ORIGINAL RESEARCH article
Influence of Novel Highly Pathogenic Avian Influenza A (H5N1) Virus Infection on Migrating Whooper Swans Fecal Microbiota
- 1National Research Center for Wildlife-Borne Diseases, Institute of Zoology, Chinese Academy of Sciences, Beijing, China
- 2Key Laboratory of Pathogenic Microbiology and Immunology, Institute of Microbiology, Chinese Academy of Sciences, Beijing, China
- 3College of Environmental and Resource Sciences, Zhejiang University, Hangzhou, China
- 4Department of Infectious Diseases, Zhejiang Provincial Centre for Disease Control and Prevention, Hangzhou, China
The migration of wild birds plays an important role in the transmission and spread of H5 highly pathogenic avian influenza (HPAI) virus, posing a severe risk to animal and human health. Substantial evidence suggests that altered gut microbial community is implicated in the infection of respiratory influenza virus. However, the influence of H5N1 infection in gut microbiota of migratory birds remains unknown. In January 2015, a novel recombinant H5N1 virus emerged and killed about 100 migratory birds, mainly including whooper swans in Sanmenxia Reservoir Area of China. Here, we describe the first fecal microbiome diversity study of H5N1-infected migratory birds. By investigating the influence of H5N1 infection on fecal bacterial communities in infected and uninfected individuals, we found that H5N1 infection shaped the gut microbiota composition by a difference in the dominance of some genera, such as Aeromonas and Lactobacillus. We also found a decreased α diversity and increased β diversity in infectious individuals. Our results highlight that increases in changes in pathogen-containing gut communities occur when individuals become infected with H5N1. Our study may provide the first evidence that there are statistical association among H5N1 presence and fecal microbiota compositional shifts, and properties of the fecal microbiota may serve as the risk of gut-linked disease in migrates with H5N1 and further aggravate the disease transmission.
The H5N1 subtype of highly pathogenic avian influenza virus (HPAIV) continues to cause outbreaks in poultry and sporadic human infections, thus posing a persistent potential pandemic threat (WHO, 2016). Wild birds, especially waterfowl of the order Anseriformes (ducks, geese, and swans) are the natural reservoir of avian influenza viruses (Sturm-Ramirez et al., 2005; Olsen et al., 2006). However, apart from sporadic cases, widespread migratory birds have been the victims of HPAI since at least 2005 in Qinghai Lake, China (Liu et al., 2005). It is believed that overlapping migratory flyways help circulate H5 HPAIVs amongst different bird species, and allow the spread of the virus across continents (Sturm-Ramirez et al., 2005). The migration of wild birds plays an important role in the transmission and spread of H5 HPAIVs, posing a severe risk to animal and human health. Whooper swan (Cygnus cygnus) is a large Northern Hemisphere swan which breeds in subarctic Eurasia. They are migratory wintering in northern Europe and eastern Asia, such as China, Korea, and Japan. And it is an occasional vagrant to western North America (BirdLife International, 2016). Whooper swan is considered to be a highly susceptible species to HPAIVs among wild birds. The reported outbreaks of HPAIV (H5N1) infections in whooper swan once occurred in China (Chen et al., 2006) and Mongolia in 2005, Iran, Germany (Teifke et al., 2007), France, Denmark, the United Kingdom, and Mongolia in 2006, Russia in 2007, and Japan in 2008 (Uchida et al., 2008).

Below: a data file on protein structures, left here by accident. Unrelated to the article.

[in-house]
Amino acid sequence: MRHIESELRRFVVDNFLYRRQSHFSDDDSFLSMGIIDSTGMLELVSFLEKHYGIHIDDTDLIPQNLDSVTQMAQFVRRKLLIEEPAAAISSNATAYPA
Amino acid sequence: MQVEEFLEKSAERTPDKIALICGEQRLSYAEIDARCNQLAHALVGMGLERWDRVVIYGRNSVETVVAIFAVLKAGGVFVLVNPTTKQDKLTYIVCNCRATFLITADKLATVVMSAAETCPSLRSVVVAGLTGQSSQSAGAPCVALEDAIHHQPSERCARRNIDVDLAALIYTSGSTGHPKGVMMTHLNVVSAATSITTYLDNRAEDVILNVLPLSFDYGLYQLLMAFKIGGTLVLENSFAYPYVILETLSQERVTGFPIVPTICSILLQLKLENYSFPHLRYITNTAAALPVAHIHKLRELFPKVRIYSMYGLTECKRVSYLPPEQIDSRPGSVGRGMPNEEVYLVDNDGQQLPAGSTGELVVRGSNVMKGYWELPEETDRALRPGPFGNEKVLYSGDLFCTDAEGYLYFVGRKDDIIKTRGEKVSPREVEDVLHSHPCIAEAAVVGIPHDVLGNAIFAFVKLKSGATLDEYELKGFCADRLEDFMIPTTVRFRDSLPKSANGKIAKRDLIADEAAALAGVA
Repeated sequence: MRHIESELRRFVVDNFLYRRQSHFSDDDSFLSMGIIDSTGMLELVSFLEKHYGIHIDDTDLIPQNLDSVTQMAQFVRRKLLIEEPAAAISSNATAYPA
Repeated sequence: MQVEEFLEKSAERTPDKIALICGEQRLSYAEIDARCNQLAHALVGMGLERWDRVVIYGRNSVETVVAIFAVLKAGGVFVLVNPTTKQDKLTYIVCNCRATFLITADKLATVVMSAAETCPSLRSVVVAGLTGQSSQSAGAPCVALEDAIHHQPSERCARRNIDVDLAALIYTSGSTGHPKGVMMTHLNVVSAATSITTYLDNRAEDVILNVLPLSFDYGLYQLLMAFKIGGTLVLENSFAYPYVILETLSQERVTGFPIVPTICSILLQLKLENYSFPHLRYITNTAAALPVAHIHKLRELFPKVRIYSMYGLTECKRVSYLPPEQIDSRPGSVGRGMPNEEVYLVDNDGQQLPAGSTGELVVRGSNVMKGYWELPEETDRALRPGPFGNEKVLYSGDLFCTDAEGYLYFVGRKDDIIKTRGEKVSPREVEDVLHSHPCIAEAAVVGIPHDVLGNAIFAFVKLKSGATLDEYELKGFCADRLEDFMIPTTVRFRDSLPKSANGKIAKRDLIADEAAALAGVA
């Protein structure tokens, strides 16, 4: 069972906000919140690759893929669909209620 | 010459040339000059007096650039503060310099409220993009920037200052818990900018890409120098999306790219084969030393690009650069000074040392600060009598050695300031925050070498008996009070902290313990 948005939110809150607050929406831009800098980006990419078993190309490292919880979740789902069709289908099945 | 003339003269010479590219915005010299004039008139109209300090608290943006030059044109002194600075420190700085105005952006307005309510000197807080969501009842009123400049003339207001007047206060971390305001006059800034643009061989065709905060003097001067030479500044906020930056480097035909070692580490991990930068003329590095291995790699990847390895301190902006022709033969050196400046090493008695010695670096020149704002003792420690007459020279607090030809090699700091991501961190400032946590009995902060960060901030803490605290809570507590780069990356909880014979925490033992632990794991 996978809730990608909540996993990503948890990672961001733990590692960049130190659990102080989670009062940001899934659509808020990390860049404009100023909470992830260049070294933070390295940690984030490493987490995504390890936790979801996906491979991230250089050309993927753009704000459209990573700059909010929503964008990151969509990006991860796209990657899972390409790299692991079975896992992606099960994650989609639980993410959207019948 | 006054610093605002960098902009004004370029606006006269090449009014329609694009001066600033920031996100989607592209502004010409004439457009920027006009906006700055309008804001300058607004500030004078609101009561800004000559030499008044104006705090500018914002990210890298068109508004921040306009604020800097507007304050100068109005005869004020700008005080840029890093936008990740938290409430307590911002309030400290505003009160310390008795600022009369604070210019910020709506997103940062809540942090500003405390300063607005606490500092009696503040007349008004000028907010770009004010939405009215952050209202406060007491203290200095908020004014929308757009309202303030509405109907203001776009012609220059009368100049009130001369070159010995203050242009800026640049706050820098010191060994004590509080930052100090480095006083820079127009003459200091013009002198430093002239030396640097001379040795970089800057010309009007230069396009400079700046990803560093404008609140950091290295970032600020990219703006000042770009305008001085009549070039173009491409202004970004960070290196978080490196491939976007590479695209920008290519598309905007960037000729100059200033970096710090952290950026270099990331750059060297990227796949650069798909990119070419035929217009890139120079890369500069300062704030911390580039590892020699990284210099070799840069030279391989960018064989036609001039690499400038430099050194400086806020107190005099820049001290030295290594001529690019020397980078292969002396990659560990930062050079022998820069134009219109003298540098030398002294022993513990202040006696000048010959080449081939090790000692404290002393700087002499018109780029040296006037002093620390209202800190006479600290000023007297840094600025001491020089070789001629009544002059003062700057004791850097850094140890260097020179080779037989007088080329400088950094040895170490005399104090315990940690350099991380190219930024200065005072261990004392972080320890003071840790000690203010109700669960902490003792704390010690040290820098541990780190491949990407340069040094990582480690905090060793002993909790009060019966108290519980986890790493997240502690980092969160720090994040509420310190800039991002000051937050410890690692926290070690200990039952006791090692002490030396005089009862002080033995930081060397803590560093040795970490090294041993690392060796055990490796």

In January of 2015, another novel recombinant H5N1 virus (Clade 188.8.131.52c) emerged and killed about 100 migratory birds, mainly including whooper swans and pochards in Sanmenxia Reservoir Area of China, the important wintering habitat when they migrated to China from Mongolia and Siberia (Bi et al., 2015). The novel H5N1 isolate is likely spread by the long-distance migration of wild birds, which might have been infected by the virus from domestic poultry during stopover sites in their migration. In this outbreak, it is noteworthy that other than severe lung damage, intestinal villus desquamation, lymphatic tissue cells neorobiosis and disaggregation under mucosa were also found in the small intestines of whooper swan who dead of the novel H5N1 virus (Bi et al., 2015). There is some evidence exhibit respiratory influenza infection induces gut immune injury by altering the composition of gut microbiota (Dilantika et al., 2010; Ichinohe et al., 2011; Wang et al., 2014; Qin et al., 2015; Deriu et al., 2016). Influenza H5N1 virus infection affect host microbiota in a mice model, however, the influence of H5N1 infection in migratory birds and the interplay between H5N1 infection and the fecal microbiota of the whooper swan remains unknown.